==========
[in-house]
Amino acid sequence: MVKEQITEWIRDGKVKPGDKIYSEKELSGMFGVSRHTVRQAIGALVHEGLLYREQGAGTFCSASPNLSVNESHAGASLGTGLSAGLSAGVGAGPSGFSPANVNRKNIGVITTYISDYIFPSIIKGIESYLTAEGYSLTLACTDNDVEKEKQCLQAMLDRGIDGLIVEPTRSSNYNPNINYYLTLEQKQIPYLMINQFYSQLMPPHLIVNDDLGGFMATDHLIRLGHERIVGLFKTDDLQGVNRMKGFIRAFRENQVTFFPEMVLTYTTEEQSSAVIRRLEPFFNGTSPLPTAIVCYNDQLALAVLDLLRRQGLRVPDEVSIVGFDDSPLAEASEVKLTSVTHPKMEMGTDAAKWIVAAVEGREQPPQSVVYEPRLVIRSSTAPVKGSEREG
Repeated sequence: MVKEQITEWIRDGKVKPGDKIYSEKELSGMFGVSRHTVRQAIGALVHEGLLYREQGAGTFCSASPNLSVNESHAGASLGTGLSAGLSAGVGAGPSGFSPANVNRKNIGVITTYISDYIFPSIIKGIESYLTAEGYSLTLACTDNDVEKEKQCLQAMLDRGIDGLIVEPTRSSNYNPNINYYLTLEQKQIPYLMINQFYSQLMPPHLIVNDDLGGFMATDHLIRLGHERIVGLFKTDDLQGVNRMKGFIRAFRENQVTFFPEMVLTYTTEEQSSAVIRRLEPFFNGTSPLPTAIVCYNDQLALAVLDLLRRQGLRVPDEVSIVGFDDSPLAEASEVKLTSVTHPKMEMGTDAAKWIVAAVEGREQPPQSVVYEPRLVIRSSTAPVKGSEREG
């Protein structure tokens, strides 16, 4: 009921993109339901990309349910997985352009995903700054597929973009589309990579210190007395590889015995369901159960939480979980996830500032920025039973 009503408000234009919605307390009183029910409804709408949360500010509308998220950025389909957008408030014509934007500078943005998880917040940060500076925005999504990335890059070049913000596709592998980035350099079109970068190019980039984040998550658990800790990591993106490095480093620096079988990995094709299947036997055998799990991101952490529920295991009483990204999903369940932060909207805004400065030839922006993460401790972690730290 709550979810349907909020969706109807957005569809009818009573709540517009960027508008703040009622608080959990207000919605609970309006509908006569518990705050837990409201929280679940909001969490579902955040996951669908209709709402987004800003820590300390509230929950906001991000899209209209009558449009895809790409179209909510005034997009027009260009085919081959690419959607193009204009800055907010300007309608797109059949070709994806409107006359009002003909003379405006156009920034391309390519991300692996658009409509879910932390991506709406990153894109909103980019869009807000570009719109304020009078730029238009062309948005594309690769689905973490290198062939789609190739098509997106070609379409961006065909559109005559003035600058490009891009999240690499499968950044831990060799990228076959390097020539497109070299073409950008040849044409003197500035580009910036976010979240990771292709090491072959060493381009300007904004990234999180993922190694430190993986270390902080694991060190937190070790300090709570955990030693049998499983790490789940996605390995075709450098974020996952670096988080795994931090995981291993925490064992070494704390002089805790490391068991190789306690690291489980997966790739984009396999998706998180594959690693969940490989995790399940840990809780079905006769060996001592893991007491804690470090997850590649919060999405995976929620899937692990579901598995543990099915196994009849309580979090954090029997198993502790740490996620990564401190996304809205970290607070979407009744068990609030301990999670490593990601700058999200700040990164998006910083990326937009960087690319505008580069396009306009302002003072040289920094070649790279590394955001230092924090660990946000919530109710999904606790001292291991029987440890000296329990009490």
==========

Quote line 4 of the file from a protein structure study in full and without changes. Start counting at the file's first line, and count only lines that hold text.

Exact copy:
């Protein structure tokens, strides 16, 4: 009921993109339901990309349910997985352009995903700054597929973009589309990579210190007395590889015995369901159960939480979980996830500032920025039973 009503408000234009919605307390009183029910409804709408949360500010509308998220950025389909957008408030014509934007500078943005998880917040940060500076925005999504990335890059070049913000596709592998980035350099079109970068190019980039984040998550658990800790990591993106490095480093620096079988990995094709299947036997055998799990991101952490529920295991009483990204999903369940932060909207805004400065030839922006993460401790972690730290 709550979810349907909020969706109807957005569809009818009573709540517009960027508008703040009622608080959990207000919605609970309006509908006569518990705050837990409201929280679940909001969490579902955040996951669908209709709402987004800003820590300390509230929950906001991000899209209209009558449009895809790409179209909510005034997009027009260009085919081959690419959607193009204009800055907010300007309608797109059949070709994806409107006359009002003909003379405006156009920034391309390519991300692996658009409509879910932390991506709406990153894109909103980019869009807000570009719109304020009078730029238009062309948005594309690769689905973490290198062939789609190739098509997106070609379409961006065909559109005559003035600058490009891009999240690499499968950044831990060799990228076959390097020539497109070299073409950008040849044409003197500035580009910036976010979240990771292709090491072959060493381009300007904004990234999180993922190694430190993986270390902080694991060190937190070790300090709570955990030693049998499983790490789940996605390995075709450098974020996952670096988080795994931090995981291993925490064992070494704390002089805790490391068991190789306690690291489980997966790739984009396999998706998180594959690693969940490989995790399940840990809780079905006769060996001592893991007491804690470090997850590649919060999405995976929620899937692990579901598995543990099915196994009849309580979090954090029997198993502790740490996620990564401190996304809205970290607070979407009744068990609030301990999670490593990601700058999200700040990164998006910083990326937009960087690319505008580069396009306009302002003072040289920094070649790279590394955001230092924090660990946000919530109710999904606790001292291991029987440890000296329990009490």